Friday, May 18
to Flagstaff, AZ
Rolling down the road just west of the Colorado River. Jeannine is driving and I am trying to do the daily travelogue... but I tell you, it is tough with the laptop jittering around as the stiff mohome springs expose every single irregularity in the road surface. Remember that commercial where a guy cuts a diamond in the backseat of a moving car? Well it sure as heck wasn't a motorhome.
Since we arrived at Joanie's at 2 AM, there was no chance to socialize -- they were long since in bed -- so instead of leaving first thing in the morning, we did our visiting and left just short of noon. Of course that means that we are not quite to the Colorado River yet and it is already 5:30, with almost 4 hours to Flagstaff (provided we make no further stops). We'll be arriving late again, but hopefully tomorrow we'll be back on schedule. Not that terribly much to do of an evening at a KOA in Flagstaff, anyway.
Joanie lives up on a mountain, and to get there you have a steep grind up the face of Tejon Pass (incidentally, Jeannine tells me that this is California condor country!). This makes it very weird that when we turned eastward at Gorman, we had a pretty smooth flat non-mountainous trip. The countryside gradually changed from grasslands and sage scrub to high desert, and each mountain range we passed was colored and shaped differently. Perhaps not the typical postcard view, but lovely and interesting.
Late in the afternoon we reached the Colorado River, which forms the border between California and Arizona. The speed limit in Arizona increased to 75 mph; otherwise the drive was uneventful. We passed through more lovely desert landscapes, including the buttes near Kingman. The dogs have been travelling very well with the exception of Singer, who seems to be anxious about the new vehicle and the road noise. He particularly dislikes the sound of the "wake-up strips" along the right edge of the road. After several prolonged bouts of barking, we both developed a bit of paranoia about driving near the right edge, for fear of hitting the "wake-up strip" and starting another round from Singer. Fortunately the girls quickly learned to ignore the old man and were remarkably quiet. We tried letting him ride loose in the mohome, but he persisted in trying to climb on top of a human for safety. Having a 55-pound dog assaulting one's head is neither comfortable nor conducive to safe driving.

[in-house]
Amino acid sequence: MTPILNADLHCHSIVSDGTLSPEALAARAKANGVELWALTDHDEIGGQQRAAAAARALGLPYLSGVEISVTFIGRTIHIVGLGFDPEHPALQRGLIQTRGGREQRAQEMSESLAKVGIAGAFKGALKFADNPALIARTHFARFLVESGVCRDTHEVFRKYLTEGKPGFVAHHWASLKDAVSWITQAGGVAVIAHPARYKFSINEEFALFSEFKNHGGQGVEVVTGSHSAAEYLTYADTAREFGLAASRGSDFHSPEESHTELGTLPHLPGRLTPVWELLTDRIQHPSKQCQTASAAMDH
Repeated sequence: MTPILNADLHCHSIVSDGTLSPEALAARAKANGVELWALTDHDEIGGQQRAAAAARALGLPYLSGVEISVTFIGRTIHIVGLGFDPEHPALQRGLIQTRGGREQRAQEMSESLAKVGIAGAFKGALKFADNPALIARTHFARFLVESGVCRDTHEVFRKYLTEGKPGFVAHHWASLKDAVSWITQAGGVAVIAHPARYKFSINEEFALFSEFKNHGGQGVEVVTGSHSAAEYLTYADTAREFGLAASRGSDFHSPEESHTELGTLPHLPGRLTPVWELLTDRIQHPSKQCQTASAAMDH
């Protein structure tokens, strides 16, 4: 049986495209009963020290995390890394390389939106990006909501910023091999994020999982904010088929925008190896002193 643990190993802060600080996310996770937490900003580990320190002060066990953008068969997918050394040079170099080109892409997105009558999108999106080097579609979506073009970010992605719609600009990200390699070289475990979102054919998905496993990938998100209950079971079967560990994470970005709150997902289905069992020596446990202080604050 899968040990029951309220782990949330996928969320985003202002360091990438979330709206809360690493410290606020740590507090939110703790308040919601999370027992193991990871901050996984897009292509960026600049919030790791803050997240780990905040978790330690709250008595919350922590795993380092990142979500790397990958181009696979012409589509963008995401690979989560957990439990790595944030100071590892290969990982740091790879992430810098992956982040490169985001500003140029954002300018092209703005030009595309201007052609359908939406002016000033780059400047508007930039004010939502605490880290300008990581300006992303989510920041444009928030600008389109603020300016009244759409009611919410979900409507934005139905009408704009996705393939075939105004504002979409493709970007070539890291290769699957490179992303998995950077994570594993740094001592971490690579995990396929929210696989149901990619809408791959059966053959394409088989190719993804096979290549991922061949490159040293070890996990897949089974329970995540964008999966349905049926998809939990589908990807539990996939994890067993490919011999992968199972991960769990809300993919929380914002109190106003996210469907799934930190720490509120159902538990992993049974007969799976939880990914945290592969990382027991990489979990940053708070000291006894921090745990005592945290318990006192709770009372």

We reached the KOA in Flagstaff about 9:00, managed our first hookup without apparent difficulty, took care of the dogs and settled in. The advantage of RVing is that when you pull in late at night, tired and hungry, you don't have to go hunting for a restaurant. We enjoyed all the comforts of home, complete with a vaseful of lilacs from Joanie's yard. The downside is when you wake up in the morning to find that your toilet has overflowed and converted your home to a marsh.